What's The Cee Nario?
R&B Sensation a.k.a. The Peacoat goat
Latino R&B, electro funk, and hiphop artist Cee Nario is a passionate performer and storyteller with a west coast swagger and universal appeal. Through creative use of soothing harmonies, dynamic vocal range and heartfelt songwriting, Cee Nario delivers a refreshing blend of energetic hip-hop, funky R&B and Latin pop—all while delivering a positive and uplifting message. (His debut EP Stay Wavy is a great example!)
Drawing from his musical inspirations, Cee Nario is able to both blend and transcend styles and genres with his work. He has worked with a global network of artists and producers including SoulChef, Robert de Boron, Noa James, Waqqas, The Antidotes, and Jo Well; and has appeared on US Spanish-language television networks Telemundo and Mundo Fox. He has also shared the stage with notable R&B/hip-hop acts like SiR, Dom Kennedy, The Pharcyde, Rapsody, and Blu & Exile (Blu & Exile).
Now, Cee Nario asks you to join him in raising your hands high and your voices loudly together in the spirit of fighting for justice, peace, and unity with his protest-party anthem: The Boost!
Meet Cee Nario of Guayacali Music in La Puente
from VoyageLA.com (April 29, 2020)
Today we’d like to introduce you to Cee Nario.
VoyageLA: So, before we jump into specific questions, why don’t you give us some details about you and your story.
Cee Nario: I’m an Ecuadorian-Mexican-American singer-songwriter, performer and part-time comedian from the San Gabriel Valley (626)—born in West Covina, raised in La Puente and Baldwin Park. I gravitated toward music & entertaining as a kid, playing old hand-me-down Beatles, Disney, and Cepillín records while studying their written music and lyrics around 6 or 7 years old, playing along with a little color-coded keyboard. When I was 4, my parents gave me one of my favorite Christmas presents ever: a microphone/speaker set with light-up pedals the base for effects. I sung Feliz Navidad endlessly. My big sister used to record me singing old Spanish songs, and I would study her living room performances as she would sing SWV hits and make her own choreography while I played cameraman. I’d watch my brother mix and scratch on the turntables in the garage for hours and hours. I’d also sneak into his room to play his cherished guitars and borrow his De La Soul album. I wouldn’t know it till later, but the music & dance thing was in the blood: my mom, a former ballet dancer, and my dad was in drumline as a young boy in Ecuador. I heard my uncle Oscar was the most musically inclined, a talented drummer and musician who I never got to see in his full greatness before he passed.
My parents tried to get me to learn piano on our old stand-up organ in the living room, but I’d get bored and act out scenes from movies and practice kung-fu moves like Bruce Lee instead. Aside from schoolwork, I became engulfed in martial arts and sports—but I never really scratched the musical itch …sadly we didn’t have a music program. In high school, the first class I signed up for was Band. I was naive and thought I’d actually learn to play a drum set and be a rockstar, but instead I learned to march like a crab, lugging around a bass drum with a harness digging into my shoulder-blades (LOL). At least we got to hang out and go on trips with the drill team to Hawaii…so it was all good.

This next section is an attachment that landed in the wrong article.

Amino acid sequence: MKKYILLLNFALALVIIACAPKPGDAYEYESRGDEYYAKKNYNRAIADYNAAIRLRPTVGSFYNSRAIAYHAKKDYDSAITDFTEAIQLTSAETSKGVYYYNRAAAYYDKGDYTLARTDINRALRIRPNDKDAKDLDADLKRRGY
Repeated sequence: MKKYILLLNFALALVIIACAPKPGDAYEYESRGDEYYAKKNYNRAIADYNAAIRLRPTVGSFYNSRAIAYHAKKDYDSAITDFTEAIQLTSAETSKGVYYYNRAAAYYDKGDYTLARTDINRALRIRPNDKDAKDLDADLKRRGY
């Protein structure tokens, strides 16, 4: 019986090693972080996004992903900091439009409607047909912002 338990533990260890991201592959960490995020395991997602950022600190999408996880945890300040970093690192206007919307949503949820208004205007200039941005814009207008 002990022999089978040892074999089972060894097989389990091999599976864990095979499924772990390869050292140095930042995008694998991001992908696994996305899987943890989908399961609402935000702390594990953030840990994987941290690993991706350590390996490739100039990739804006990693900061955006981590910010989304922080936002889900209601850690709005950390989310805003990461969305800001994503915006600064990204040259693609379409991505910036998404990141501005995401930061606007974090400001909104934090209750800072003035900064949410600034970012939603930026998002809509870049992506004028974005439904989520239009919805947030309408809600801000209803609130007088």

From elementary school to this point, I was always singing—just undercover. I’d imitate actors, singers, comedians (who were imitating singers themselves), sounds—everything from beatboxing, to robotic sounds you’d hear in 80s music, and the beautiful talk box vocals made famous by Zapp & Roger. Junior year, I started hanging with elementary school friends again who’d created this pseudo-boy-band group, and I never knew if they were serious or just liked to dress “GQ” for the chicks. As I started to hang out with them more, it turned out to be both and… since it gave me an excuse to sing for real, I joined in. With our bandleader Rex on the keys giving us instruction, we learned the harmonies of the most popular pop and R&B songs of the late 90s and early 2000s, so we could sing them a cappella in public (usually when a bunch of girls were around… or at least in earshot). It was funny because, to contrast, one of my best friends, Jo Well, was a part of that group, yet the two of us and a whole other group of friends were all into the hip hop scene. There wasn’t a dance circle or freestyle cipher we weren’t rapping and beatboxing in at parties (or “clubs“), and it became an obsession so I’d practice for hours in my room—singing too.
College (my first time) was a blur, but I had a hell of a time balancing engineering classes, working 2-3 jobs, and fraternity life. I’d still sing and freestyle at parties, but that was about it. By this point I figured anyone that was ever going to make it as a successful artist (aka Michael Jackson) has been groomed into the life at a young age & was classically trained, so I have no business even trying now… obviously that was dumb… but eventually I learned to loosen those unrealistic standards. After a few years apart, I started hanging out again with Jo Well, who’d helped form The Antidotes, a dope ‘underground’ hip hop crew with crossover appeal. I’d be at all their shows, like an honorary member—doing security, casting for music videos, being a roadie. I even thought, maybe I can manage these guys! I really wanted to create with them, but thought it’d be weird, so I’d settle for being a suit… until, eventually, I was in the studio with them all the time, helping write and record songs. After going through a few early names including K-Matix, I settled on Cee Nario (with the help of crew member & producer Mark Fader) which is derived from my mom calling me ‘canario’ (Spanish for canary) since I was little, and started making my own songs on Mark’s beats.
The group was discovered on MySpace by a Japanese record label (GoonTrax), released two LPs (L.A. Lights and Beat the Classics), plus several compilation albums and side projects. Around this time, I started collaborating with artists outside the crew, doing hooks for the homie David May (fka Logic—before we all knew the famous guy that now uses that name) from the 909 and Hawdwerk aka Jamil from down the street in the 626. I started working with Jo Well on some ghostwriting gigs and even got to write for a platinum-selling Grammy Award winner via a major label. With some of the guys from The Antidotes, I formed a spinoff called the Jalapeno Brothers, which was a very fun and interesting experience. We were a very eclectic combination, fusing hip hop with Latin music and EDM before it was ‘a thing’. We made a song about voting and made TV appearances on Telemundo & Mundo Fox along with a college tour.